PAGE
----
Pursuing Innovation in Education: Why It’s Critical
The old system of delivering public education is not improving quickly enough.
Since 1971, America’s spending on education has increased by 300 percent, and that’s adjusted for inflation. Yet student performance has been almost stagnant.
Of the current forms of school choice, competition from private school choice and charter school choice works best to improve public schools.
Though other forms of choice, such as magnet schools and inter- and intra-district choice, can exert some competitive pressure on existing public schools, it’s limited. Thirty empirical studies find competition from charters, school vouchers and tax-credit scholarships result in achievement gains for students who choose to stay in their public schools.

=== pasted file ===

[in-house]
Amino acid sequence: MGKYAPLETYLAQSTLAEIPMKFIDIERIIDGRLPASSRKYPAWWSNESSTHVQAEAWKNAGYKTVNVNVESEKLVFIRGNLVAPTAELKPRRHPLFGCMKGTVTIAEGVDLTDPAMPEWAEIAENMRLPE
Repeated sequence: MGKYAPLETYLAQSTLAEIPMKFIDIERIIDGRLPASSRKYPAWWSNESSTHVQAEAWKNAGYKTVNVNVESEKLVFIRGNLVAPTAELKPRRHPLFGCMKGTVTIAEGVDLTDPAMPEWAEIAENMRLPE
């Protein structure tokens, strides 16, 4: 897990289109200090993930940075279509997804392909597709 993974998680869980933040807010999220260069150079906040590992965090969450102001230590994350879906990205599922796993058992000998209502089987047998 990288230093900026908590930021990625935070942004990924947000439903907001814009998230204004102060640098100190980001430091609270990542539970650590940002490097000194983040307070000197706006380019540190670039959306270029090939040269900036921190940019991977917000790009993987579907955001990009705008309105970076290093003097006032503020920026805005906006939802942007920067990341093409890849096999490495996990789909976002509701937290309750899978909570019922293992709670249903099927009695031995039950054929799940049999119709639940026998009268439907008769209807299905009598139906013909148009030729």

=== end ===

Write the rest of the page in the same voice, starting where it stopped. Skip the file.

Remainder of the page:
Traditional public education by ZIP Code is already on its way out.
Families making non-residential school choices increased by 21 percent between 2001 and 2013.
But until educational choice expands, improvements will be marginal.
The percentage of families using private school choice programs isn’t as small as it is because parents don’t want those options. It’s because not all states have programs, and most that do limit their programs to serve very few families. The data and public opinion surveys support that if we build universal educational choice programs, families will come and innovation in education will blossom.
Learn more in our research report, Pursuing Innovation.